|Publication number||US5177663 A|
|Application number||US 07/695,631|
|Publication date||Jan 5, 1993|
|Filing date||May 3, 1991|
|Priority date||May 3, 1990|
|Also published as||DE69112484D1, EP0455496A2, EP0455496A3, EP0455496B1|
|Publication number||07695631, 695631, US 5177663 A, US 5177663A, US-A-5177663, US5177663 A, US5177663A|
|Inventors||Howard G. Ingleson, Pamela H. Pugh|
|Original Assignee||Oxley Developments Company Limited|
|Export Citation||BiBTeX, EndNote, RefMan|
|Patent Citations (2), Referenced by (42), Classifications (4), Legal Events (4)|
|External Links: USPTO, USPTO Assignment, Espacenet|
The present invention relates to multilayer discoidal capacitors.
Multilayer discoidal capacitors are used, for example, to suppress electrical interference on signal and power lines. Each capacitor is constructed from appropriate ceramic materials depending on requirements and has a typical construction as shown in FIGS. 4 and 5 of the accompanying drawings, wherein a plurality of first parallel, annular electrodes 53 are embedded within a cylindrical mass of dielectric material 55 and are connected at their inner edges to an inner cylindrical metallization 51, and a plurality of second, annular electrodes 54 are embedded within the dielectric material 55 and are connected at their outer edges to an outer cylindrical metallization 52.
The total capacitance is the sum of the parallel plate capacitors between each electrode pair. ##EQU1## where εo=permittivity of free space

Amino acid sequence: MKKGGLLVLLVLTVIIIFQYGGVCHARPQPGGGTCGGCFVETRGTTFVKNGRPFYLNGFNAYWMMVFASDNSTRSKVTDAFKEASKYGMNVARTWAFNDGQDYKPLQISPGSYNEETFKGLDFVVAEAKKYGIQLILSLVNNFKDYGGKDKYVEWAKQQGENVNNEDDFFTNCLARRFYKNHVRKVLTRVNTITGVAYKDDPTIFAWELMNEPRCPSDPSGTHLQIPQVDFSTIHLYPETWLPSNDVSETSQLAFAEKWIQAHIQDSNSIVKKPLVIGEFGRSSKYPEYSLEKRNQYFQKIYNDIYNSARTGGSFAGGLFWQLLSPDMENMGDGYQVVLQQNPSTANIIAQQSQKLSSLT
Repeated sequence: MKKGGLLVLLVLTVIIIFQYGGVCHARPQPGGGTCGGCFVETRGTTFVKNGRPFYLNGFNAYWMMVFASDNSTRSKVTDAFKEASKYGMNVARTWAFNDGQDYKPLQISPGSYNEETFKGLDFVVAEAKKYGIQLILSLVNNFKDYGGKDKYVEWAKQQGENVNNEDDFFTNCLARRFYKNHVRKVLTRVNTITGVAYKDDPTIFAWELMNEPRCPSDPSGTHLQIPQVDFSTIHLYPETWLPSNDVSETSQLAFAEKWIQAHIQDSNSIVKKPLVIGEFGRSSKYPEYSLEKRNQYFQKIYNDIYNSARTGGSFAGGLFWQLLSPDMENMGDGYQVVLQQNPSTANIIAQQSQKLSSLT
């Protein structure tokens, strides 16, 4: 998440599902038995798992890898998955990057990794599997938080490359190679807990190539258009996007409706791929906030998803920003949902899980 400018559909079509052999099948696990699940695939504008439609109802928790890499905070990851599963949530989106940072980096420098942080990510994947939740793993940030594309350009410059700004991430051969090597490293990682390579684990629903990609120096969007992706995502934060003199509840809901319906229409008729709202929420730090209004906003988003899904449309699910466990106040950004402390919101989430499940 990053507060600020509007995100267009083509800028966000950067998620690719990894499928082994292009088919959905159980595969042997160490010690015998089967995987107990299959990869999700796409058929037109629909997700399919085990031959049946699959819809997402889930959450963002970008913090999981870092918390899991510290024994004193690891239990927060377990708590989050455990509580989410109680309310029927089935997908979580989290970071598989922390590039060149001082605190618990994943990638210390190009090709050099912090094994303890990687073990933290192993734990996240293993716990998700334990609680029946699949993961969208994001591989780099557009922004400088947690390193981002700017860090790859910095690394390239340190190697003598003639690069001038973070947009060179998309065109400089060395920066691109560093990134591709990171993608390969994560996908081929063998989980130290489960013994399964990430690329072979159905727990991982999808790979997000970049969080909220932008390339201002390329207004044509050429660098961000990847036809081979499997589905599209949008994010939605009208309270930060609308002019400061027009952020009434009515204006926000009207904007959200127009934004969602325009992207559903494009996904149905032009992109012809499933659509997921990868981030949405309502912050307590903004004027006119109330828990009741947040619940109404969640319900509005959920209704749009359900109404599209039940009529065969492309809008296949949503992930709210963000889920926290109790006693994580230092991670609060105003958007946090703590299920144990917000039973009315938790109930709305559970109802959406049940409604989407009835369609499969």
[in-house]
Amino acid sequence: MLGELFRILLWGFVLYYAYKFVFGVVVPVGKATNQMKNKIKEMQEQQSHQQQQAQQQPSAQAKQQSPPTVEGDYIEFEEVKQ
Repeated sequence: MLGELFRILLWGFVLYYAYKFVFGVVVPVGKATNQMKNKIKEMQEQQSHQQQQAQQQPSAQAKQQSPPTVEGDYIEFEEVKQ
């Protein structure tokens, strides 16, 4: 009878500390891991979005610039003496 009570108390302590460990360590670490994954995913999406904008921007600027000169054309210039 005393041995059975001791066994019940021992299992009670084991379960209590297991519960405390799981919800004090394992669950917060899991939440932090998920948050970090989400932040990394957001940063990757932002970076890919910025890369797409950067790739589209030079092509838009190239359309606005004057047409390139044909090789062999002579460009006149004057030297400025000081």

A=area of overlap
d=separation of electrodes.
The disc construction is similar to that of multilayer chip capacitors. Their unique application requires the discoidal configuration, firstly, because the central electrode leads to a low inductance path and secondly, for ease of mechanical handling.
The requirement for capacitors having a smaller outside diameter offers substantial advantages and is in frequent demand by users. This demand leads to changes in the design of the disc in order to accommodate the same capacitance in a lower volume.
The three variable parameters in equation (1) are εr, A and d. εr is limited by temperature requirements on the temperature coefficient of capacitance, and unless this is changed, it can be regarded as fixed. The separation d is limited by breakdown voltage requirements. The area A can only be increased by increasing the number of electrodes, hence making the height of the disc larger, or by reducing the distance from the edge of the electrode to the opposing termination, which increases production alignment problems.
It is an object of the present invention to provide improvements in multilayer discoidal capacitors.